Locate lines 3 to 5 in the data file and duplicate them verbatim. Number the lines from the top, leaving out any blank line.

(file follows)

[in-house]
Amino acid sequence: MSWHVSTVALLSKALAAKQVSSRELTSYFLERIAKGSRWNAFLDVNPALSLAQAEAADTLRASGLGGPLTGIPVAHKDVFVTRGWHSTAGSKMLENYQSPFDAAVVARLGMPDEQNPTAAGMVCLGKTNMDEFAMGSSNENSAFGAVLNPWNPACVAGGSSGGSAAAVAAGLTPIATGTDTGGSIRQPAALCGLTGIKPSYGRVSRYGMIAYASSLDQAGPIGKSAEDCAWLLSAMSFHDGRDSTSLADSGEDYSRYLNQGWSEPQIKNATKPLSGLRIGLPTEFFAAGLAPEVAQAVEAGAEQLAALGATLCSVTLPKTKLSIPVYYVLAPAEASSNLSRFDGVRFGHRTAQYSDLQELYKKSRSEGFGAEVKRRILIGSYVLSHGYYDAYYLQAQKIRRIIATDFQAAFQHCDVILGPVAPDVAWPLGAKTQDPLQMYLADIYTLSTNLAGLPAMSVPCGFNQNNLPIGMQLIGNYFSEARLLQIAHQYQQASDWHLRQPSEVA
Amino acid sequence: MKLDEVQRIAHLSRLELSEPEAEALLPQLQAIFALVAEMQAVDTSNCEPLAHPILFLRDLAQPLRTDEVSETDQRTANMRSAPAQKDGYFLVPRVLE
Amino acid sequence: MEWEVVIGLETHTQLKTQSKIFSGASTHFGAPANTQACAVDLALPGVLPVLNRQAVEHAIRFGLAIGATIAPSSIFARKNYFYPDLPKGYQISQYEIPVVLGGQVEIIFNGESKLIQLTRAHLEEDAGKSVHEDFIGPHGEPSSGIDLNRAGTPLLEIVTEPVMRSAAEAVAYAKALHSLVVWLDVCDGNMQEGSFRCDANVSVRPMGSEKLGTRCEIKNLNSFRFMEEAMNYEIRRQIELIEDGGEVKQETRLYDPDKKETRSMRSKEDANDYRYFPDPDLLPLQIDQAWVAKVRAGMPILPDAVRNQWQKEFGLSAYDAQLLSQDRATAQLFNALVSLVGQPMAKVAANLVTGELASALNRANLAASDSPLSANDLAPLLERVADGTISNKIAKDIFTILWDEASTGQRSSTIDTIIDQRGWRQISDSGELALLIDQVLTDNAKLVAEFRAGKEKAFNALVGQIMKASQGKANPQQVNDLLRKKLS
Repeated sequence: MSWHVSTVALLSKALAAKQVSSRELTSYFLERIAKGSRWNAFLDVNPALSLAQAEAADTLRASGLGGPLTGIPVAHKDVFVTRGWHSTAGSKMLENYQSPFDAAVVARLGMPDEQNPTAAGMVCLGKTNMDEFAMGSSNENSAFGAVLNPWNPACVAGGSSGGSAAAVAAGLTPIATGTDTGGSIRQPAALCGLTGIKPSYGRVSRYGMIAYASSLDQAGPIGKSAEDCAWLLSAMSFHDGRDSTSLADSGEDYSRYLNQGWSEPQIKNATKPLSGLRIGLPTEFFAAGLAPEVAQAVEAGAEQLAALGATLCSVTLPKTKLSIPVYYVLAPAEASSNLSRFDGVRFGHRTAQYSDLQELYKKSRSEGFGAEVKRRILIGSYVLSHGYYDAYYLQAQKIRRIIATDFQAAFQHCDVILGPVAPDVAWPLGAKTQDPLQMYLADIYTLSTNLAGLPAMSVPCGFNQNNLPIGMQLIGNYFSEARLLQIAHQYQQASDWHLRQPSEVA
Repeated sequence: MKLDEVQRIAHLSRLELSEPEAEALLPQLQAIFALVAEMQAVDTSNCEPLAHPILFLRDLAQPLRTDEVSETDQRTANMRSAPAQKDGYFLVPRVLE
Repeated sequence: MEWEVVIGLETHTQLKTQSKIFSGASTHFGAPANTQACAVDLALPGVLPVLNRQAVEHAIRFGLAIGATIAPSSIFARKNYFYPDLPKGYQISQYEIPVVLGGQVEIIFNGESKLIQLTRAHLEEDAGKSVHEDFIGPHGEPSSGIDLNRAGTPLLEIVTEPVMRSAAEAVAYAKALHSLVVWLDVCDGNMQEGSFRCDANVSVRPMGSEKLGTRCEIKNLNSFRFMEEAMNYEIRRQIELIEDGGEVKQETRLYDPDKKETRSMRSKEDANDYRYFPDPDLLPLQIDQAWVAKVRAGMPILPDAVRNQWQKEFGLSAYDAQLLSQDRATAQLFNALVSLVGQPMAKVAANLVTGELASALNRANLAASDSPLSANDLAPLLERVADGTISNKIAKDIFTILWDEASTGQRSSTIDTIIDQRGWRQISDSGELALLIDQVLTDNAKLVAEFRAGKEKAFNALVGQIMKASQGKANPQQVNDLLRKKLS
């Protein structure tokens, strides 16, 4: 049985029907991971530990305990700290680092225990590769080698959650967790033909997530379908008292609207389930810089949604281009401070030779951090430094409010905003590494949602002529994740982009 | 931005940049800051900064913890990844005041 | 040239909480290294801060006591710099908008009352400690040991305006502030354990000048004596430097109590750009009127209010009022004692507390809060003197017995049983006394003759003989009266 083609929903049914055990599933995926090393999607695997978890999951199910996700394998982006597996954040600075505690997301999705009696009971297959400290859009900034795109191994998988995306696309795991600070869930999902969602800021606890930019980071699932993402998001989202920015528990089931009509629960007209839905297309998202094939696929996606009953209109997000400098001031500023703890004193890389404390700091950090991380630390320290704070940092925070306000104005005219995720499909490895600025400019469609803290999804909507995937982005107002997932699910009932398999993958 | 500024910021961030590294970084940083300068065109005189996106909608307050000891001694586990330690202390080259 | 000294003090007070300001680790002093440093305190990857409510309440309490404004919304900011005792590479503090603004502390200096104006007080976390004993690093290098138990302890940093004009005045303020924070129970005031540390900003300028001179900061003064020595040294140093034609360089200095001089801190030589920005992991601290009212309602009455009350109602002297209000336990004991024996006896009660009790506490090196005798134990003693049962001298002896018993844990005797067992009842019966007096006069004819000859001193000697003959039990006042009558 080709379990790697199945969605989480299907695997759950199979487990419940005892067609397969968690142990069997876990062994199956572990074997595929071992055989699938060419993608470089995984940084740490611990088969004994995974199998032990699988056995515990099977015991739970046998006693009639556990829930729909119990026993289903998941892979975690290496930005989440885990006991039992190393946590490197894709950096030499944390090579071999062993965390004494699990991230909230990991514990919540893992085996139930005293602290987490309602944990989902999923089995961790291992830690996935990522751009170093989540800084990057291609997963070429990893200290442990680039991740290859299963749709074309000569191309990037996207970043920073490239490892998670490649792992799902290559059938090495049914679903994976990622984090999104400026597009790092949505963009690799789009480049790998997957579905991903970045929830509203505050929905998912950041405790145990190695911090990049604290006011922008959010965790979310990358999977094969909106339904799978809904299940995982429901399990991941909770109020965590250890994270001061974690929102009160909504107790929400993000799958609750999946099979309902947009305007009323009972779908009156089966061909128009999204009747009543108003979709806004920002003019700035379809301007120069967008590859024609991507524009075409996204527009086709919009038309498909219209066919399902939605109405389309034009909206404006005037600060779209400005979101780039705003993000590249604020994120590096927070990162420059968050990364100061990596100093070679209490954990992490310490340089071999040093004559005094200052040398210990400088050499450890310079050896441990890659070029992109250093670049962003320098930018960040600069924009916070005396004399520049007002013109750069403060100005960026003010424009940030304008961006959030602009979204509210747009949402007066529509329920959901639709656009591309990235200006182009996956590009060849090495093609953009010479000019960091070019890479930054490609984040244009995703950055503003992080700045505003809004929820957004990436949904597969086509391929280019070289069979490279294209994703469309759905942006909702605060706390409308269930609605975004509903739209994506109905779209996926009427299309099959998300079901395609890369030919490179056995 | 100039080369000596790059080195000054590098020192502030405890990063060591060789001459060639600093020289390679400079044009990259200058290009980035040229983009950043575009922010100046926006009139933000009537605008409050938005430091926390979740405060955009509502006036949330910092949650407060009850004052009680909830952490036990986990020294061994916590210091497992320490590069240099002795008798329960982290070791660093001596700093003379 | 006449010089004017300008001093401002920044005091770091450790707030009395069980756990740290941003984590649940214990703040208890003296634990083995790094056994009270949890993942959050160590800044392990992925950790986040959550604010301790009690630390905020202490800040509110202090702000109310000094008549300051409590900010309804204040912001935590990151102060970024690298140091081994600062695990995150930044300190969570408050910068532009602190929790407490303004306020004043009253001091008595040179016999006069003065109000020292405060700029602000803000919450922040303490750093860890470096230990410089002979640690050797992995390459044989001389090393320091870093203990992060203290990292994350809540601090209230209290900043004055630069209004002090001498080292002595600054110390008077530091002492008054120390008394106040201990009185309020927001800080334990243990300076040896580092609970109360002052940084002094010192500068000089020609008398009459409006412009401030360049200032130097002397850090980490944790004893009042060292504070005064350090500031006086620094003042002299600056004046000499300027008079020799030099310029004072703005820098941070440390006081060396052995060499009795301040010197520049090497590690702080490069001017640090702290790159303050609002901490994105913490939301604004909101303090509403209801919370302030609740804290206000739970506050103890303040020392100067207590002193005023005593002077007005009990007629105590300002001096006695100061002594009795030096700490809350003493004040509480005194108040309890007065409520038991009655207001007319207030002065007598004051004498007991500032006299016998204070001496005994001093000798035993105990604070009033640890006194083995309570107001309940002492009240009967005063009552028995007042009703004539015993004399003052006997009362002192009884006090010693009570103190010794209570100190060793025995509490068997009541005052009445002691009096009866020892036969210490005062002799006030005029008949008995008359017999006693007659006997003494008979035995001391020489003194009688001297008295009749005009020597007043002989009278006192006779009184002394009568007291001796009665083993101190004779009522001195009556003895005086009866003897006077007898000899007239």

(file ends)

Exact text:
Amino acid sequence: MKLDEVQRIAHLSRLELSEPEAEALLPQLQAIFALVAEMQAVDTSNCEPLAHPILFLRDLAQPLRTDEVSETDQRTANMRSAPAQKDGYFLVPRVLE
Amino acid sequence: MEWEVVIGLETHTQLKTQSKIFSGASTHFGAPANTQACAVDLALPGVLPVLNRQAVEHAIRFGLAIGATIAPSSIFARKNYFYPDLPKGYQISQYEIPVVLGGQVEIIFNGESKLIQLTRAHLEEDAGKSVHEDFIGPHGEPSSGIDLNRAGTPLLEIVTEPVMRSAAEAVAYAKALHSLVVWLDVCDGNMQEGSFRCDANVSVRPMGSEKLGTRCEIKNLNSFRFMEEAMNYEIRRQIELIEDGGEVKQETRLYDPDKKETRSMRSKEDANDYRYFPDPDLLPLQIDQAWVAKVRAGMPILPDAVRNQWQKEFGLSAYDAQLLSQDRATAQLFNALVSLVGQPMAKVAANLVTGELASALNRANLAASDSPLSANDLAPLLERVADGTISNKIAKDIFTILWDEASTGQRSSTIDTIIDQRGWRQISDSGELALLIDQVLTDNAKLVAEFRAGKEKAFNALVGQIMKASQGKANPQQVNDLLRKKLS
Repeated sequence: MSWHVSTVALLSKALAAKQVSSRELTSYFLERIAKGSRWNAFLDVNPALSLAQAEAADTLRASGLGGPLTGIPVAHKDVFVTRGWHSTAGSKMLENYQSPFDAAVVARLGMPDEQNPTAAGMVCLGKTNMDEFAMGSSNENSAFGAVLNPWNPACVAGGSSGGSAAAVAAGLTPIATGTDTGGSIRQPAALCGLTGIKPSYGRVSRYGMIAYASSLDQAGPIGKSAEDCAWLLSAMSFHDGRDSTSLADSGEDYSRYLNQGWSEPQIKNATKPLSGLRIGLPTEFFAAGLAPEVAQAVEAGAEQLAALGATLCSVTLPKTKLSIPVYYVLAPAEASSNLSRFDGVRFGHRTAQYSDLQELYKKSRSEGFGAEVKRRILIGSYVLSHGYYDAYYLQAQKIRRIIATDFQAAFQHCDVILGPVAPDVAWPLGAKTQDPLQMYLADIYTLSTNLAGLPAMSVPCGFNQNNLPIGMQLIGNYFSEARLLQIAHQYQQASDWHLRQPSEVA